Since they’re sufficiently fresh to be in the same road test notepad, we’ll start by comparing how much more cabin space the CX-3 provides than the Mazda 2. If you imagine that it won’t be much, given that they share the same platform and wheelbase, then you’re only partly right.

The CX-3’s higher hip point grants front passengers 20mm more leg room as a maximum and 30mm more to a rear-seat passenger. Front head room is boosted by a similar margin.

Nic Cackett

Nic Cackett

Road tester
Carbonfibre-effect cabin trim can be really attractive done well, but I'm not sure it belongs anywhere on a crossover

It doesn’t look like much – and it doesn’t make the CX-3 noteworthy for spaciousness among its peers. The Skoda Yeti and Vauxhall Mokka offer considerably more room and will make an adult sitting in the rear considerably more comfortable.

Boot space is a better strong suit for the CX-3, however, and may well matter more to compact crossover buyers than having room for a larger adult in the second row. The load bay is 100mm longer than the 2’s and also beats a Mokka’s on both under-shelf and overall loading height. A false floor – included as standard – contributes to the latter advantage.

The CX-3’s fascia benefits from the same ritzy touches that higher-end versions of the 2 impressed us with, such as the stippled chrome climate control knobs and leather-look insert just below vent level.

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Mazda’s 7.0in colour touchscreen multimedia system (standard across the range) is another impressive highlight. But there are low points, too, such as hard, shiny plastics where rivals use tactile slush mouldings and small, hard-to-read monochrome digital instruments occupying spaces large enough for clearer analogue dials.

The front seats are comfortable and the driving position is decent, thanks mostly to a widely adjustable steering column. Big cupholders and door pockets and a good-size glovebox offer all the oddment storage you’re likely to need.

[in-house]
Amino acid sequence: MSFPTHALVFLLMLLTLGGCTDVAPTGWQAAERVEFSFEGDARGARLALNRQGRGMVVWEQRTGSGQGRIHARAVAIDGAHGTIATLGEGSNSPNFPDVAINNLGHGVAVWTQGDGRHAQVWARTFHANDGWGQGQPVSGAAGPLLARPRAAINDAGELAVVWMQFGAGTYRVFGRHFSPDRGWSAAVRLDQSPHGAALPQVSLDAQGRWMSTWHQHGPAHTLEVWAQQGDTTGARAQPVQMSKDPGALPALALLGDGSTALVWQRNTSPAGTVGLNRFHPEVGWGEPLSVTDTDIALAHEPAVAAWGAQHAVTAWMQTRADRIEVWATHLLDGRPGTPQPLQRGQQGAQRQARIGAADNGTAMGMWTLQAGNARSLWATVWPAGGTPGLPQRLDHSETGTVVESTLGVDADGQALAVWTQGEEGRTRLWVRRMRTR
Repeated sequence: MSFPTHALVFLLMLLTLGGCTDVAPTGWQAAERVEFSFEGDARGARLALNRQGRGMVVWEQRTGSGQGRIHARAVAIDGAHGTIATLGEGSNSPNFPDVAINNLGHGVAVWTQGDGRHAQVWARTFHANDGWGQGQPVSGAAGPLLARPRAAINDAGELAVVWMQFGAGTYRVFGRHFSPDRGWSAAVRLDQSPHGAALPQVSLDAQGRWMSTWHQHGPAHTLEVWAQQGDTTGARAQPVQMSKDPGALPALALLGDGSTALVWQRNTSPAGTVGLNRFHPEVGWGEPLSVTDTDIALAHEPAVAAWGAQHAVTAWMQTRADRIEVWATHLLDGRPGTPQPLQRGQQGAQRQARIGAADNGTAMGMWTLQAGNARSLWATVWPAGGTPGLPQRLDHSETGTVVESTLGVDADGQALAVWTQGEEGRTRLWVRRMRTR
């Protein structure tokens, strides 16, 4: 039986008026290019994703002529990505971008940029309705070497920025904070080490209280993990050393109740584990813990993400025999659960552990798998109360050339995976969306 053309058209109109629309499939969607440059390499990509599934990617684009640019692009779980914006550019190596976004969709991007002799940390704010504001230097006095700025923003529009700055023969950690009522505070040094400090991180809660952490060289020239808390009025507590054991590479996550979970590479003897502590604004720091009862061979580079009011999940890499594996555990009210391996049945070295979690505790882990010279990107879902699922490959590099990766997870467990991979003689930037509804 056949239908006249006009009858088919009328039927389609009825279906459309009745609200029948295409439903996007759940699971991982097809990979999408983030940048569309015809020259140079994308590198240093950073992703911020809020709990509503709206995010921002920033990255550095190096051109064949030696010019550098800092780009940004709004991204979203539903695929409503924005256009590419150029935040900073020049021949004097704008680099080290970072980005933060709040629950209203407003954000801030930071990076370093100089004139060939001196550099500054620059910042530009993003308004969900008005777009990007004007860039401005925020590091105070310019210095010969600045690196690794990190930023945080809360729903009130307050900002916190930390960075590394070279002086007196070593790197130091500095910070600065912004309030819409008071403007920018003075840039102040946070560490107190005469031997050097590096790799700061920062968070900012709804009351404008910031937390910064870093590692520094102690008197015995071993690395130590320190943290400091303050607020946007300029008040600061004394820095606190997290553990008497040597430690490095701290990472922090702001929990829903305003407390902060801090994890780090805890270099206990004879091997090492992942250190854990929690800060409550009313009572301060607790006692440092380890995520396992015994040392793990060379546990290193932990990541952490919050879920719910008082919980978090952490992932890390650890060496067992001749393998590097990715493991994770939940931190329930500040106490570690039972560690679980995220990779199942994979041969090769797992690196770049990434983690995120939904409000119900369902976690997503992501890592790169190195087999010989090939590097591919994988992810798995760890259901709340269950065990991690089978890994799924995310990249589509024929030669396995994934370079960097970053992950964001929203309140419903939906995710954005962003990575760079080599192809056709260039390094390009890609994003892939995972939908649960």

And so, besides a bit more passenger space and some more tactile plastics in places, all the CX-3’s cabin otherwise lacks is some lightness or colour. As it normally does, Mazda has concluded that darker is better for the car’s internal appointments.

Like most of the Mazda range, there are four trim levels to choose from - SE, SE-Nav, SE-L Nav and Sport Nav. Opting to deck your new CX-3 in the entry-level SE trim doesn't necessarily mean you get a poverty spec, with cruise control, air conditioning, DAB radio, Bluetooth connectivity, hill-hold assist and 16in alloy wheels all included as standard. Upgrading to SE Nav means the obvious inclusion of sat nav and also three-years of European map updates included too. 

The mid-range SE-L Nav models get climate control, auto wipers and lights, lane departure warning and Mazda's city braking systems included in the package, while the range-topping Sport Nav are shod in 18in alloy wheels and get adaptive LED headlights, keyless entry, Bose sound system, heated front seats, head-up display and a reversing camera all as standard.

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